Roku Shares Slide as CFO Steve Louden Plans to Step Down From Video Streaming Group

Roku CFO Steven Louden, who guided the video-streaming service through a successful 2017 IPO and a staggering 330% year-to-date gain, will step down next year.
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Roku Inc. (ROKU) - Get Report shares were indicated lower in pre-market trading Tuesday after the video streaming service said its chief financial officer would step down after nearly five years with the group.

Steve Louden, who joined Roku in 2015, will leave the streaming company next year, the company said, but plans to stay on to assist with is transition to a new CFO before returning to his native Seattle. Louden, 47, has been largely credited with  not only the Los Gatos, California-based group's rapid growth since is 2017 IPO, but also his ability to argue the company's complex financial and business metrics to investors in a market that is seeing intense competition from much larger rivals including Amazon, Apple and Disney. 

“Steve has been a valuable member of our leadership team. He managed our finances through our transition to a public company and rapid expansion into new areas of streaming,” said CEO Anthony Wood said in a statement. “I look forward to working with Steve during the transition as we hire our next CFO and continue to execute our strategy and build value for our customers, employees and shareholders.”  

Roku shares were marked 2% lower in early Tuesday trading to change hands at  $135.42 each, a move that would still leave the shares with a staggering 340% year-to-date gain and a market value of around $15.8 billion.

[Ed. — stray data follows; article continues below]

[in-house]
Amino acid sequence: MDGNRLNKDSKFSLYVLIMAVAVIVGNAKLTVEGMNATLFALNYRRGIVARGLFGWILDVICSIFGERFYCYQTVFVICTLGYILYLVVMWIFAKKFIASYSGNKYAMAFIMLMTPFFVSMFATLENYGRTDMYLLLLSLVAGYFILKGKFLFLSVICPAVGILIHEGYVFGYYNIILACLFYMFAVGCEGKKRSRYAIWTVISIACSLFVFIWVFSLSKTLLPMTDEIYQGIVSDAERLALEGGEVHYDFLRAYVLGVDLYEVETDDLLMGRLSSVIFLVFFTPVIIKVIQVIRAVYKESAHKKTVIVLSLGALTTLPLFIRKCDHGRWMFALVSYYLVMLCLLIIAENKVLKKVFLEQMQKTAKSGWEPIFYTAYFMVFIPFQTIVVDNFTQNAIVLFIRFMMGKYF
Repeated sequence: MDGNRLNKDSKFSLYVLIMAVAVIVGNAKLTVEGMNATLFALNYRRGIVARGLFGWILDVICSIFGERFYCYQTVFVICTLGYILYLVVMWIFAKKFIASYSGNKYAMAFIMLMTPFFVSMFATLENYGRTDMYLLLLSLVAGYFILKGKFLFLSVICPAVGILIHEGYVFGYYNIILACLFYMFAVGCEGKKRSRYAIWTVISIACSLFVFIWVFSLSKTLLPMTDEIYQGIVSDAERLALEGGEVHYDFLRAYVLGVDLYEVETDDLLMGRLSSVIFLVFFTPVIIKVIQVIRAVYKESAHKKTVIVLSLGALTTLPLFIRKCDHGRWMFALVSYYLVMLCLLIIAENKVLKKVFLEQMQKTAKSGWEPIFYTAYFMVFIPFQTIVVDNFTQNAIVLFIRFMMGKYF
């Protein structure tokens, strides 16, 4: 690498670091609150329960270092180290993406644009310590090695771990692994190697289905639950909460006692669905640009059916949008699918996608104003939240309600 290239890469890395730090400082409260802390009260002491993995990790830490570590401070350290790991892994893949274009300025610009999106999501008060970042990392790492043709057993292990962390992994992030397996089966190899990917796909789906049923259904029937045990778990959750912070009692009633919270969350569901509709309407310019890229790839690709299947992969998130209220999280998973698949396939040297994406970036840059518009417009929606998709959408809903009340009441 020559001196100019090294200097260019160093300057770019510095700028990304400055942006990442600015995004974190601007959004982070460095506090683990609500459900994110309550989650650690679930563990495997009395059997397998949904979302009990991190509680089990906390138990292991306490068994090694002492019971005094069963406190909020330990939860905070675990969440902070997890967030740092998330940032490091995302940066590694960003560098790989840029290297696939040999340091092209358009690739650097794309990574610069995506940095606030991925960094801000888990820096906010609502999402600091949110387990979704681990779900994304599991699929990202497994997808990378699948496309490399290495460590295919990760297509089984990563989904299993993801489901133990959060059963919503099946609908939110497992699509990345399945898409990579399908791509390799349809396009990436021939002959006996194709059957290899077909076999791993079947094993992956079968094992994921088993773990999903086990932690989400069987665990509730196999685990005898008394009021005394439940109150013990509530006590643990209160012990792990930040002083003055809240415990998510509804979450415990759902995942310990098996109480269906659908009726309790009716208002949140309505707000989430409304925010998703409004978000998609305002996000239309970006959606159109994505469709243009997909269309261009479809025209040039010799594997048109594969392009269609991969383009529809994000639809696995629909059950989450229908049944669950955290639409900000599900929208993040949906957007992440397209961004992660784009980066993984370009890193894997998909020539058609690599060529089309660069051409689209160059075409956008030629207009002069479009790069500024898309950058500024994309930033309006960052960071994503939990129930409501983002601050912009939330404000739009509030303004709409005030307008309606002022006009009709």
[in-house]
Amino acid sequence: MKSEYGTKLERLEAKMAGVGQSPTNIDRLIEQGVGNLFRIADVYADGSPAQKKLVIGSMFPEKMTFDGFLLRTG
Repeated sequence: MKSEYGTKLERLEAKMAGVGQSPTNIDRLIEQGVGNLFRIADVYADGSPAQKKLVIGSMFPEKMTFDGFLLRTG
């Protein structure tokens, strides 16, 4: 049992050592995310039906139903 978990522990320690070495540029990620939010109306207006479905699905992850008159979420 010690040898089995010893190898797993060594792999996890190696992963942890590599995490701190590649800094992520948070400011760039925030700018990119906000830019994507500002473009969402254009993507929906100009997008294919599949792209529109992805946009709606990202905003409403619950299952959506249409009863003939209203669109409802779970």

Roku shares have seen more modest gains over the past month, however, amid the launch of Apple's (AAPL) - Get Report Apple TV+ streaming video service, which went live last week with a limited roster of shows, for $4.99 per month, as well as the Walt Disney's (DIS) - Get Report own Disney+ offering that has attracted more than 10 million subscribers in its opening weeks.

Louden recently pushed the case for Roku as an "essential" streaming service in an interview with TheStreet's Tiernan Ray, arguing it's "a natural place for them to go build new audiences."

"People are now incentivized to come to the platform because of Disney+ or Apple+, and we capture more video on the platform," Louden said. Viewers who initially come looking for Netflix on Roku, for example, see their viewership "broaden" from there to other content.

"It's all good for us," he said of the expansion of competing offerings.

 Louden also said the main metric for Roku investors to watch is "monetized video ad impressions." Roku doesn't actually reveal the number for that metric, but it comments qualitatively about it. They more than doubled again this quarter, Louden said. "That's a measure of how fast our piece of those impressions are moving over" from linear TV. The figure continues to grow faster than Roku's total number of streaming hours watched or active account growth, he said.